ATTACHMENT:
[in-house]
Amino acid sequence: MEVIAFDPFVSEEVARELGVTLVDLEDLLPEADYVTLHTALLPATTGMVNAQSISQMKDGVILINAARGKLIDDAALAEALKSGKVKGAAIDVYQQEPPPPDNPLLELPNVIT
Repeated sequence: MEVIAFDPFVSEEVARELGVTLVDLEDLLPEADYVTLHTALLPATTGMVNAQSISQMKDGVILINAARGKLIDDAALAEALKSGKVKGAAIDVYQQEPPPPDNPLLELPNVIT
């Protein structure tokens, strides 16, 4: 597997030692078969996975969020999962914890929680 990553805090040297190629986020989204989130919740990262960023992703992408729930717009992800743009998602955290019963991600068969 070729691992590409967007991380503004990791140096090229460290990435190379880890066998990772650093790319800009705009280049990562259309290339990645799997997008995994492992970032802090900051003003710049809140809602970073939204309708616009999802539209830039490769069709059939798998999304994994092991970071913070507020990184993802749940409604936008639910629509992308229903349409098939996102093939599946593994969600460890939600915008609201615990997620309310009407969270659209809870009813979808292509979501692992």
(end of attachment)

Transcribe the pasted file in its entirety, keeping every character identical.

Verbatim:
[in-house]
Amino acid sequence: MEVIAFDPFVSEEVARELGVTLVDLEDLLPEADYVTLHTALLPATTGMVNAQSISQMKDGVILINAARGKLIDDAALAEALKSGKVKGAAIDVYQQEPPPPDNPLLELPNVIT
Repeated sequence: MEVIAFDPFVSEEVARELGVTLVDLEDLLPEADYVTLHTALLPATTGMVNAQSISQMKDGVILINAARGKLIDDAALAEALKSGKVKGAAIDVYQQEPPPPDNPLLELPNVIT
């Protein structure tokens, strides 16, 4: 597997030692078969996975969020999962914890929680 990553805090040297190629986020989204989130919740990262960023992703992408729930717009992800743009998602955290019963991600068969 070729691992590409967007991380503004990791140096090229460290990435190379880890066998990772650093790319800009705009280049990562259309290339990645799997997008995994492992970032802090900051003003710049809140809602970073939204309708616009999802539209830039490769069709059939798998999304994994092991970071913070507020990184993802749940409604936008639910629509992308229903349409098939996102093939599946593994969600460890939600915008609201615990997620309310009407969270659209809870009813979808292509979501692992």